Also: “A district urban management authority in Wuhan, Hubei province, issued job adverts on Friday for two public toilet managers, stating that successful applicants must have at least a bachelor’s degree.” Gee, do these fellows get the 570K too?

Today’s GDP numbers from China, eurozone and US

March 8th, 2018


China’s gross domestic product is forecast to reach about $13.2 trillion in 2018, beating the $12.8 trillion combined total of the 19 countries that use the euro. China should grow at a pace of at least 6% for the rest of this decade and keep up a 5-5.5% rate throughout the 2020s, Mann projected. He said it’s hard to argue that growth in the euro area would be much above 2% for the next couple of decades.

China faces numerous challenges. It will have to manage ballooning debt, financial markets need to open to global investors, and the government will have to adjust to a rapidly aging population. The UN projects that a quarter of its residents will be over 60 by 2030.

US GDP is about $20 trillion, according to people who do not know how to write a press release. BTW, we haven’t thought much about the aging of China’s population, but we’ll now keep that in mind.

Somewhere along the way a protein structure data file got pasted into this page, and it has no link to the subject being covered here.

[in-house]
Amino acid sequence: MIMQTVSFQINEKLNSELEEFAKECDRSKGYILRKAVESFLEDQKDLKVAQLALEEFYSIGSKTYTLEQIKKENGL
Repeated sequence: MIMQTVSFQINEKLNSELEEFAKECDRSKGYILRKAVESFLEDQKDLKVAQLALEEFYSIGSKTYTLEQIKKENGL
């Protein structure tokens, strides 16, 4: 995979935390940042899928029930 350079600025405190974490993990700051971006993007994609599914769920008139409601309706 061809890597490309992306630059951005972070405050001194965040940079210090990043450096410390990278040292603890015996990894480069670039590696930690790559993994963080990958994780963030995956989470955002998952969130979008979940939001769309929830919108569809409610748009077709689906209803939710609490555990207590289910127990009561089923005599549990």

Every day a new low

March 7th, 2018

New CBS show:

after a white cop in Chicago mistakenly shoots and kills a black doctor, the show follows three different families that all have connections to the case as the story is told from each perspective. Wyle will play Daniel Calder, described as a dedicated high school teacher mourning the loss of his innocent African-American husband who was shot and killed by a white police officer. Daniel is now a single parent to his adopted daughter, Jira.

Twenty years ago, the horrible nature of the 435 episodes of Ozzie and Harriet was revealed. Now look where we are. Progress?

Charm, charm, and charm

March 7th, 2018

Charm, charm, and actual charm. Maybe all is not lost, though we never imagined the current level of chaos ten years ago.

Our charming culture

March 5th, 2018

We watched a few minutes of the Academy Awards yesterday. Not unpleasant, though they passed over the 2 WWII movies in the best picture category. Correct or no, we can’t say; we didn’t see them. But that’s part of the point. The winner in that major category had little to do with real life — underwater fish and deaf person: what’s up with that? Go look at the best picture list from 1930 to 1954. Any deaf fish? And BTW, how about that racist war criminal? Charming.